Institutions and inequality in single-party regimes a comparative analysis of vietnam and China

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2011-07-01

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Abstract

Despite the fact that China and Vietnam have been the world's two fastest growing economies over the past two decades,their income inequality patterns are very different. An examination of the political institutions in the two countries shows that profound differences between these polities influence distributional choices. In particular,as compared to China,elite institutions in Vietnam encourage the construction of broader policymaking coalitions,have more competitive selection processes,and place more constraints on executive decision making. As a result,stronger political motivations exist for Vietnamese leaders to provide equalizing transfers that limit inequality growth among provinces than for Chinese leaders.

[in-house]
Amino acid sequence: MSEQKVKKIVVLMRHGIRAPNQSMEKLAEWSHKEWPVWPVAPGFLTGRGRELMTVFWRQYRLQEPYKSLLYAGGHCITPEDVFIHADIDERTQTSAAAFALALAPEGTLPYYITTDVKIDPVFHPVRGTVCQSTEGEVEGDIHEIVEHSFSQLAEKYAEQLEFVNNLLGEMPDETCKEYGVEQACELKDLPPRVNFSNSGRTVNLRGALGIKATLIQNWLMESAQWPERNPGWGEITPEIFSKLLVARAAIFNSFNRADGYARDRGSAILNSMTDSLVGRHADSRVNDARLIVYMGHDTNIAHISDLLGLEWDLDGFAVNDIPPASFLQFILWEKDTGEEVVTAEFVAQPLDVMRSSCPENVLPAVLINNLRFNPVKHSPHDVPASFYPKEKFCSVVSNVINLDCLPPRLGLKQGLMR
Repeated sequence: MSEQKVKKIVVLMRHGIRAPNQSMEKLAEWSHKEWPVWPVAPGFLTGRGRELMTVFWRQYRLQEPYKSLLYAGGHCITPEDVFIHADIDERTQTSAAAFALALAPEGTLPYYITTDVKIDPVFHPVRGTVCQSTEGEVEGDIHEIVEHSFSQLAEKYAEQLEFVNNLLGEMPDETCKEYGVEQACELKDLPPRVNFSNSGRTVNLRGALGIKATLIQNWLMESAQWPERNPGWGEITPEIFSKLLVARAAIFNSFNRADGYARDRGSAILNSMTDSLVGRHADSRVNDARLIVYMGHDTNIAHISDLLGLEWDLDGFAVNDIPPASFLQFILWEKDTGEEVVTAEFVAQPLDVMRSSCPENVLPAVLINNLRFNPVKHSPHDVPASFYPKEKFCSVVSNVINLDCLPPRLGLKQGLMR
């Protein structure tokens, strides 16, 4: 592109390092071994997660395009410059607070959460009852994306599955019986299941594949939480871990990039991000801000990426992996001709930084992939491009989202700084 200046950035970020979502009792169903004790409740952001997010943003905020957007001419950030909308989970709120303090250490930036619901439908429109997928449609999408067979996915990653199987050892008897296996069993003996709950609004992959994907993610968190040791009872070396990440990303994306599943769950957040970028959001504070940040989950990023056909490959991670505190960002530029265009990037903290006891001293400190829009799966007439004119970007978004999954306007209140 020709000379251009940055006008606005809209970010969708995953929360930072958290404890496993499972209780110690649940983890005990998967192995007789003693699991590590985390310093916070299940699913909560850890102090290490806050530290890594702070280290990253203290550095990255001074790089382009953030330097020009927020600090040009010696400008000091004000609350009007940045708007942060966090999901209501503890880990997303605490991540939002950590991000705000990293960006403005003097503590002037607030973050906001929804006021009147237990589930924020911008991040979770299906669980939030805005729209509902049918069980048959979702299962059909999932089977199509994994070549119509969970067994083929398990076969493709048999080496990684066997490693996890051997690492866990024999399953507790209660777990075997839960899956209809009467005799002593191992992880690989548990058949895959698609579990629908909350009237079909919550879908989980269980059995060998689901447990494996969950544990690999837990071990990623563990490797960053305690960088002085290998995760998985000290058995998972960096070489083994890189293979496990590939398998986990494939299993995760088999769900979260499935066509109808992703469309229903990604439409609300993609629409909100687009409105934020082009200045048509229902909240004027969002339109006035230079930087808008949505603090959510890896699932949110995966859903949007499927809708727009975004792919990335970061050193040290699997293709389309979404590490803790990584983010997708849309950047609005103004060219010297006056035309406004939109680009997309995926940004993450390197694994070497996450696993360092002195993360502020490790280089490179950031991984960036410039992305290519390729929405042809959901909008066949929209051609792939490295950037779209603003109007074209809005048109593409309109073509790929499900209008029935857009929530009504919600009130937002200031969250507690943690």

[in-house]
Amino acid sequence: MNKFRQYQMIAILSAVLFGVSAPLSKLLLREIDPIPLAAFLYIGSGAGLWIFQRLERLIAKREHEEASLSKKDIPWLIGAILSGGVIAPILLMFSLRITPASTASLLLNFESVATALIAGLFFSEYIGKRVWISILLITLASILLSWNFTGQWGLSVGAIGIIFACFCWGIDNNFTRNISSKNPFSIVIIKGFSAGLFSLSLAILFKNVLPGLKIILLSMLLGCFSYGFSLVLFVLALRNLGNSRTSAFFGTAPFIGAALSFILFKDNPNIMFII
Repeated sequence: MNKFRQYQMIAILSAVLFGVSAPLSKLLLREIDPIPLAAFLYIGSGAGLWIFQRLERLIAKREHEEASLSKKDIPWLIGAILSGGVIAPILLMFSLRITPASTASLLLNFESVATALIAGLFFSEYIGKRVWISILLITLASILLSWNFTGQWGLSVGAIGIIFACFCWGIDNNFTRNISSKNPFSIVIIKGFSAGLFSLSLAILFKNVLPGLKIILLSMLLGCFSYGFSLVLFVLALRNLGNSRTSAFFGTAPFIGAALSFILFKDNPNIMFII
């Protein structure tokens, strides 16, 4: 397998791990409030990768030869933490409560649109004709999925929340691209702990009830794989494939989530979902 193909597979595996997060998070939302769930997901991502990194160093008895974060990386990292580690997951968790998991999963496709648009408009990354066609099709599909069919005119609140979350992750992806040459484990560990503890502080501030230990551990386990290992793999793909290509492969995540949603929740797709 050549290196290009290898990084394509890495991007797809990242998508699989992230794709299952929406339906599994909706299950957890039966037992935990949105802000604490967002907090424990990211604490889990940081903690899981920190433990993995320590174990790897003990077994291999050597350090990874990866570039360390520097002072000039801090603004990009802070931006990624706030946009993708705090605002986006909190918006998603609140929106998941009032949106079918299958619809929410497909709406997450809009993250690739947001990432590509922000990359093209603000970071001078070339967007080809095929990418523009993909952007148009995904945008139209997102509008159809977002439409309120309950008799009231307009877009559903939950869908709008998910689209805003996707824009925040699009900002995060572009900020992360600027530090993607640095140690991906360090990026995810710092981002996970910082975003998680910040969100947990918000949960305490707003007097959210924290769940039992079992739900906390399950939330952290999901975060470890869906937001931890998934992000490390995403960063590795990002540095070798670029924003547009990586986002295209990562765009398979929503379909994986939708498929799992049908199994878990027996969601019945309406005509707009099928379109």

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Scholars@Duke

Malesky

Edmund Malesky

Professor of Political Science

Malesky is a specialist on Southeast Asia, particularly Vietnam. Currently, Malesky's research agenda is very much at the intersection of Comparative and International Political Economy, falling into three major categories: 1) Authoritarian political institutions and their consequences; 2) The political influence of foreign direct investment and multinational corporations; and 3) Political institutions, private business development, and formalization.


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